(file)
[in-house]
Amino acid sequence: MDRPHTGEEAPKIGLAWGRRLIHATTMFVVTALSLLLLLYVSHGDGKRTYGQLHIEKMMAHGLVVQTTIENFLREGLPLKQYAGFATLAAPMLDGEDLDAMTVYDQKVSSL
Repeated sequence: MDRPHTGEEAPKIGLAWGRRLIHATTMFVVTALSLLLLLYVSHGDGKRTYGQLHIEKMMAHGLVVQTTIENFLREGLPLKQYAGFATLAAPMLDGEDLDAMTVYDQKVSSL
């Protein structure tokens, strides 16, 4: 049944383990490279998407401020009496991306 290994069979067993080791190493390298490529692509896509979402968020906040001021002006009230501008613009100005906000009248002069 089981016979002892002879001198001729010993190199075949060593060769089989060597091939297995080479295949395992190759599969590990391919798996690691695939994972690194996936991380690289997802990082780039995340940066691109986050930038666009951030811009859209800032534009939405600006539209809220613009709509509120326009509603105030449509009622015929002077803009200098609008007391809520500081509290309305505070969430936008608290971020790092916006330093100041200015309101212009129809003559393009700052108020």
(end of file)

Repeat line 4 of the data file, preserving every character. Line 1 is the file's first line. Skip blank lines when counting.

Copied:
């Protein structure tokens, strides 16, 4: 049944383990490279998407401020009496991306 290994069979067993080791190493390298490529692509896509979402968020906040001021002006009230501008613009100005906000009248002069 089981016979002892002879001198001729010993190199075949060593060769089989060597091939297995080479295949395992190759599969590990391919798996690691695939994972690194996936991380690289997802990082780039995340940066691109986050930038666009951030811009859209800032534009939405600006539209809220613009709509509120326009509603105030449509009622015929002077803009200098609008007391809520500081509290309305505070969430936008608290971020790092916006330093100041200015309101212009129809003559393009700052108020």